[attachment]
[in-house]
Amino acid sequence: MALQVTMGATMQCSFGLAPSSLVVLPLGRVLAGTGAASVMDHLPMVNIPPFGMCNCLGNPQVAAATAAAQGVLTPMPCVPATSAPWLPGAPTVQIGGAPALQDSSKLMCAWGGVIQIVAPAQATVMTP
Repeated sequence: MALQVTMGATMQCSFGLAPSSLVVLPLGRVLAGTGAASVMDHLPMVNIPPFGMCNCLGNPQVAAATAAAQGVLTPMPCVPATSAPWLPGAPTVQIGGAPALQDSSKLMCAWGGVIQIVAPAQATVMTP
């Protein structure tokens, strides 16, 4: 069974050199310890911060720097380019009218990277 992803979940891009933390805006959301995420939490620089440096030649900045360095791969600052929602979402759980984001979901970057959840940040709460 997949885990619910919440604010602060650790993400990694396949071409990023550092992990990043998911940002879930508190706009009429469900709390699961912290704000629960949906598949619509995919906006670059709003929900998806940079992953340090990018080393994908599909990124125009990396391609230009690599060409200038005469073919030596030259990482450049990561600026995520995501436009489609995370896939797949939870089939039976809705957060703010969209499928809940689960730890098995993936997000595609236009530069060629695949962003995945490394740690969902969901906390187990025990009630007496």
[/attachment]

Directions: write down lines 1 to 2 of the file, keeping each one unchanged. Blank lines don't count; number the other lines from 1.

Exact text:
[in-house]
Amino acid sequence: MALQVTMGATMQCSFGLAPSSLVVLPLGRVLAGTGAASVMDHLPMVNIPPFGMCNCLGNPQVAAATAAAQGVLTPMPCVPATSAPWLPGAPTVQIGGAPALQDSSKLMCAWGGVIQIVAPAQATVMTP